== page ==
Rooney Mara attends the American Cinematheque’s Screeing and Q&A for The Weinstein Company’s ‘Carol’ at the Egyptian Theatre on January 7, 2016 in Hollywood, California.
After earning Oscar nominations for their breakthrough film roles — Rooney Mara as the hardened sleuth Lisbeth Salander in “The Girl With the Dragon Tattoo” and Steve Carell channeling John du Pont in “Foxcatcher” — the two actors are back with very different performances. Mara is shy and subtle as a young woman in the 1950s who falls for Cate Blanchett’s lead character in “Carol.” And Carell is all manic energy and heart in “The Big Short,” which details the individuals who cashed in on the recent housing collapse.
Rooney Mara: Tell me a little bit about what drew you to wanting to play your character?
Steve Carell: The script was really good, and the subject matter is based on the financial collapse in 2008. Everybody knows a little bit about it, but I hadn’t read the book, “The Big Short,” so I was intrigued by the subject matter. I thought it was very relevant right now, and scary as hell, because there is a lot of information that I didn’t know before I started digging in. And obviously getting to work with someone like Adam McKay again — I’ve known Adam since the ’80s; we worked at Second City together — so I think that was a big draw.
Mara: Do you feel like after being in the film and reading the book that you have a full understanding of what happened and how it happened?
Carell: Not at all. I don’t know anything. Part of what I think was daunting was just learning the language, because I don’t know this world. My dad was an engineer, he wasn’t in Wall Street. So it was very foreign to me.
Mara: That’s like playing a doctor and having to use doctor terms.
Carell: Exactly. Not only that, but Adam is a director who encourages improvisation. So you not only (have to) know the lines and understand the concept of what you’re saying, but you have to know a bit more, so when he asks you to improvise, you can do it — or at least can fake it to a certain extent. So what drew you (to your role)?
Mara: It really wasn’t the role that drew me to it. I loved the role, and it was a very different character than I had ever played. But to be honest, it was that I wanted to work with Cate Blanchett, and when I knew Todd Haynes was directing it — those two things were enough for me; I wouldn’t even have had to read the script. Then on top of that, it is a beautiful script and such a beautiful love story. And it was really different than anything I had ever done before. I wanted to show a sort of softer side of myself.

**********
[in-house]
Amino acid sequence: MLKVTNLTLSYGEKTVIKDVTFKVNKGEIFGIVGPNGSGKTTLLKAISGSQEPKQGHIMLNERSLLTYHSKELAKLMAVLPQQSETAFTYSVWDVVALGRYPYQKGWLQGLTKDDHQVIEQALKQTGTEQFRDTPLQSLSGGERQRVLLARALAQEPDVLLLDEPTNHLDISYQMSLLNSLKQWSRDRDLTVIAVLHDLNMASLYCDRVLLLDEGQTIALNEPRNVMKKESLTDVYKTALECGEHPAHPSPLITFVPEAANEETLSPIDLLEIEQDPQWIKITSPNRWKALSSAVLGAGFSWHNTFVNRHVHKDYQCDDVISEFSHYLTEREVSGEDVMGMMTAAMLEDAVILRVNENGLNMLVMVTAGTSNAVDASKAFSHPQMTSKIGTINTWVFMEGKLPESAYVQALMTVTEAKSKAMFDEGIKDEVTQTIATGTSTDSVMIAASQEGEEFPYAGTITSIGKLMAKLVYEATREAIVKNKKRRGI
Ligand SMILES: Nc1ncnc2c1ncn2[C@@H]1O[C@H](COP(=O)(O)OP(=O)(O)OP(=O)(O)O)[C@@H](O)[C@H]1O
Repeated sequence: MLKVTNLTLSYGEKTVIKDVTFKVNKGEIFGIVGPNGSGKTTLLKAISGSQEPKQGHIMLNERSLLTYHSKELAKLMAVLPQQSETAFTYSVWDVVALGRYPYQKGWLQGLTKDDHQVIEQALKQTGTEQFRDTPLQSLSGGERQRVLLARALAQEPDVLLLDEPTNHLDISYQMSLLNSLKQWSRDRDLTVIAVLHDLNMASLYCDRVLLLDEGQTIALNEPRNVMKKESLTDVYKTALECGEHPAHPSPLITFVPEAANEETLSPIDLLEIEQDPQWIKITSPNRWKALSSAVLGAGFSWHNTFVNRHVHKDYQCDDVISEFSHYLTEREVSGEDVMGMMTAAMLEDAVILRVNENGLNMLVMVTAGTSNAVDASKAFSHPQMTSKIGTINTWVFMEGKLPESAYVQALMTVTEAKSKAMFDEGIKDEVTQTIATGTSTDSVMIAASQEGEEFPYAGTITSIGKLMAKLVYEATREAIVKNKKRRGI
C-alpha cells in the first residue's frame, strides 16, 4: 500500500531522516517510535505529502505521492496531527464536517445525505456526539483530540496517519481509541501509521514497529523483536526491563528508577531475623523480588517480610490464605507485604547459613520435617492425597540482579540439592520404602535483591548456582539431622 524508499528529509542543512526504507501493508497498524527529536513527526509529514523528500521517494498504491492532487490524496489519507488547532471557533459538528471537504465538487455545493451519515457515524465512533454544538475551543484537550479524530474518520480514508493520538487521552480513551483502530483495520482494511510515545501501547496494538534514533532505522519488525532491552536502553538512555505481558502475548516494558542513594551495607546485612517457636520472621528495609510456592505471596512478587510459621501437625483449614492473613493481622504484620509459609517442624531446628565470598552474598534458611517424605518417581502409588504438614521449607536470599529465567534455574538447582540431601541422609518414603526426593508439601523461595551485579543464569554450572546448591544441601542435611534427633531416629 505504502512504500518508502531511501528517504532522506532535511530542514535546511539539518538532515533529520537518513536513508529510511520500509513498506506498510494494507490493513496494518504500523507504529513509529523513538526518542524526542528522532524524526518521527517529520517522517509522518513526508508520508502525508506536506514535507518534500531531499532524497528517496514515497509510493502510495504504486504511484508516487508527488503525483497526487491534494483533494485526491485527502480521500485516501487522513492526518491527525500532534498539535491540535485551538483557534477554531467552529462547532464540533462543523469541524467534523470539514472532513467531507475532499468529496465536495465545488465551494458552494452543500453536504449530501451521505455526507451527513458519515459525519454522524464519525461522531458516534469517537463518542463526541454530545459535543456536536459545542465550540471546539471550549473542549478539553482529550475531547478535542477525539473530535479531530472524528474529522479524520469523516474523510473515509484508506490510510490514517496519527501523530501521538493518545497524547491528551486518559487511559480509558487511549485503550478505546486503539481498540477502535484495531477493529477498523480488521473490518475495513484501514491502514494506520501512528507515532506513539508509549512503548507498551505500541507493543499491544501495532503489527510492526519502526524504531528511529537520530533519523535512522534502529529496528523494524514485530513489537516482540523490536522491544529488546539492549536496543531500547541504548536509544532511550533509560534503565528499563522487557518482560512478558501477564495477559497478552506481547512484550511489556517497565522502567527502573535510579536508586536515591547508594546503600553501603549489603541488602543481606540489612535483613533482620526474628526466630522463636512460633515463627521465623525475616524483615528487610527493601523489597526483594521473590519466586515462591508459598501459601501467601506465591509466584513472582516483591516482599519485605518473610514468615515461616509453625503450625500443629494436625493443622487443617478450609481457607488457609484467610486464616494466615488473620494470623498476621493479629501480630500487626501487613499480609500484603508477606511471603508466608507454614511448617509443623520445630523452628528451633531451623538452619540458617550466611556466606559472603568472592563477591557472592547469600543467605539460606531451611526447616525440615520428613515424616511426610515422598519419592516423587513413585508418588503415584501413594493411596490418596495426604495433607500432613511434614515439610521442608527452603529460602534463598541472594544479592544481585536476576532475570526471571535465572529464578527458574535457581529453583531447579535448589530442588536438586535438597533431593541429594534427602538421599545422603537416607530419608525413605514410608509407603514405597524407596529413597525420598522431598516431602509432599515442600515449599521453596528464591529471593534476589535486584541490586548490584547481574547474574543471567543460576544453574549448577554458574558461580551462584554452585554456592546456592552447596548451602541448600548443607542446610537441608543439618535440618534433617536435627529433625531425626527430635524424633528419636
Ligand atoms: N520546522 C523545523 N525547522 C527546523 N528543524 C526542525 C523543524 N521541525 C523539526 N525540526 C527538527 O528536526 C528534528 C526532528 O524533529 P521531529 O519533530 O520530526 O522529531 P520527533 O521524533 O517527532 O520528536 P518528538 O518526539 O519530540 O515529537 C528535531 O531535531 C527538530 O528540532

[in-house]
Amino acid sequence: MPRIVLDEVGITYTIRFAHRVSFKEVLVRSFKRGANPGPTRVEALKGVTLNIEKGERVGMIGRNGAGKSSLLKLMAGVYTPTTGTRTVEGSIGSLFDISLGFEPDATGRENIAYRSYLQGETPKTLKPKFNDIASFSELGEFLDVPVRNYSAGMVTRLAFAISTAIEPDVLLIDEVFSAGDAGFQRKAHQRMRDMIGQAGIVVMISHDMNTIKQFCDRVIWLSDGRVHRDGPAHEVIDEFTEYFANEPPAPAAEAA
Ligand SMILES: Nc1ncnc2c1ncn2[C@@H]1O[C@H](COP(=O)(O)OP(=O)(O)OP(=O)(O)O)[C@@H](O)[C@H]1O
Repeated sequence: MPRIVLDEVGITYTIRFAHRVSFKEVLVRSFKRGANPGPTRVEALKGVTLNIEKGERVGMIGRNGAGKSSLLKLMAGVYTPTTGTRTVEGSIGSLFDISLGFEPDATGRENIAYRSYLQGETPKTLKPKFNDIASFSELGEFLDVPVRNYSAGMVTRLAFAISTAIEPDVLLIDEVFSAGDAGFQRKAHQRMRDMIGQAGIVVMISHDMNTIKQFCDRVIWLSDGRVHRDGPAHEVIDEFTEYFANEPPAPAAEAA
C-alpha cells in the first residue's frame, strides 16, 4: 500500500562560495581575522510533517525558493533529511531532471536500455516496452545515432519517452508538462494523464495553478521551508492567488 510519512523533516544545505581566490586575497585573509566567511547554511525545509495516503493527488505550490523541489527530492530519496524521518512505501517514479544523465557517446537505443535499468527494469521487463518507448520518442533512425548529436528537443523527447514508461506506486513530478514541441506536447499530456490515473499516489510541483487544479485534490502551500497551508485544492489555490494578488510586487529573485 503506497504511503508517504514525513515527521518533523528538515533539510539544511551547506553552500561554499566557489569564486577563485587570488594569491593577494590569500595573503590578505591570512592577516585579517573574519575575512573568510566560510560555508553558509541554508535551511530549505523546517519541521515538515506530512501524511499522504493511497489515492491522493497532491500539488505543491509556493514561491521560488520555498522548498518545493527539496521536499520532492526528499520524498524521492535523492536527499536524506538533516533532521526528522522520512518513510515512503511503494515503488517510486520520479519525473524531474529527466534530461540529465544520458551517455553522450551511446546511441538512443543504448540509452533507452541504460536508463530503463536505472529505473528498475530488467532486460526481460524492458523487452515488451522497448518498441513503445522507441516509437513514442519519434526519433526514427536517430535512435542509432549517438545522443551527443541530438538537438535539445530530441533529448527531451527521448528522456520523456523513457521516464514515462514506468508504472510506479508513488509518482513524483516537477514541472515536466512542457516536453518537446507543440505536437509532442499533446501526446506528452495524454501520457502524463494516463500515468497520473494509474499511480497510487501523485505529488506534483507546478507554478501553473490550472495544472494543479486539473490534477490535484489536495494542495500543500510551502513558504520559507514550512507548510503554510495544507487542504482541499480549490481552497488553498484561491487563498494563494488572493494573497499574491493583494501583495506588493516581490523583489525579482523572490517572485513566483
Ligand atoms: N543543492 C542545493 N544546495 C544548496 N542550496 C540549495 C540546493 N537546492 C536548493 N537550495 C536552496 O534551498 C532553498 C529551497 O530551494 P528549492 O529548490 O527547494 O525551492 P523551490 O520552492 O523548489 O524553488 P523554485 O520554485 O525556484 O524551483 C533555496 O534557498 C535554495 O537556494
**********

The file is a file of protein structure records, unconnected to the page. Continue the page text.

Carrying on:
Carell: I found the script was very efficient, and there wasn’t anything extraneous about it. I personally love films like that; they leave something for you to extrapolate from. It doesn’t lay everything out easily.
Mara: One of the things that really works so well is sort of the space between the words and all the silences and nuance and subtlety. Because it allows for the audience to sort of use their brains a bit more, but also project what they want onto it. While it was a love story between two women, it’s not really a movie with an agenda.
Carell: It was a love story and a very kind story — very human.
Mara: Kind of the opposite of your movie.
Carell: Yeah, you kind of have to dig to find the humanity in “The Big Short.” Something I found in watching your performance specifically was that by the end of it, you can hang on people’s words in movies. I was hanging on your face. Trying to figure out what was going on inside of you.
Mara: A lot of people in my personal life feel that way.
Carell: It was fascinating. You know when they say, “If you want someone’s attention, whisper.” To try to break through the cacophony of all this information and everything happening, sometimes just take it really, really subtle. I felt like your performance was that way, because it was so nuanced that I was hanging on every moment. How did you do that? Do you get sick of people asking you stuff like that?
Mara: Which question?
Carell: Like when people say, “How do you prepare?”
Mara: Oh, I hate that.
Carell: Because what can you say?
Mara: Also, why do people want to know that? Don’t you want to go into a movie and not know how they did it? To me, my favorite acting to watch is when I have no idea how they did it or what they were doing. Of course, there is the temptation in wanting to know how they did that, but it’s kind of better to not know.
Carell: I completely agree.